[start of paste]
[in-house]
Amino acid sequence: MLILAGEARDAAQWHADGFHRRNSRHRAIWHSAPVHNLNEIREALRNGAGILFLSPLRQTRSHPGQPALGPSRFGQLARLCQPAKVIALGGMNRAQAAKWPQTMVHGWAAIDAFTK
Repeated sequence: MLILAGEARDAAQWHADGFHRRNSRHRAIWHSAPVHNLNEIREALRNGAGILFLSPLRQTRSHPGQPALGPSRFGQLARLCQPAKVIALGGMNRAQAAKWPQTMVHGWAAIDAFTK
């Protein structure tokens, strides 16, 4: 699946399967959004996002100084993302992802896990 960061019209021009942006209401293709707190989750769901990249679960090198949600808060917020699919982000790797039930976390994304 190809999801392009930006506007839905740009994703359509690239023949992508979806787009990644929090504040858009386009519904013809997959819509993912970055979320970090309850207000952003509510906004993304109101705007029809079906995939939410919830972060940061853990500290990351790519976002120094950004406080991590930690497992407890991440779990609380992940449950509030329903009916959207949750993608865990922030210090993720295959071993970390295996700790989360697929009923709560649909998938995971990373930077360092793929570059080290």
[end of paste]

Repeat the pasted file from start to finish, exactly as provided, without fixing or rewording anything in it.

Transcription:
[in-house]
Amino acid sequence: MLILAGEARDAAQWHADGFHRRNSRHRAIWHSAPVHNLNEIREALRNGAGILFLSPLRQTRSHPGQPALGPSRFGQLARLCQPAKVIALGGMNRAQAAKWPQTMVHGWAAIDAFTK
Repeated sequence: MLILAGEARDAAQWHADGFHRRNSRHRAIWHSAPVHNLNEIREALRNGAGILFLSPLRQTRSHPGQPALGPSRFGQLARLCQPAKVIALGGMNRAQAAKWPQTMVHGWAAIDAFTK
């Protein structure tokens, strides 16, 4: 699946399967959004996002100084993302992802896990 960061019209021009942006209401293709707190989750769901990249679960090198949600808060917020699919982000790797039930976390994304 190809999801392009930006506007839905740009994703359509690239023949992508979806787009990644929090504040858009386009519904013809997959819509993912970055979320970090309850207000952003509510906004993304109101705007029809079906995939939410919830972060940061853990500290990351790519976002120094950004406080991590930690497992407890991440779990609380992940449950509030329903009916959207949750993608865990922030210090993720295959071993970390295996700790989360697929009923709560649909998938995971990373930077360092793929570059080290």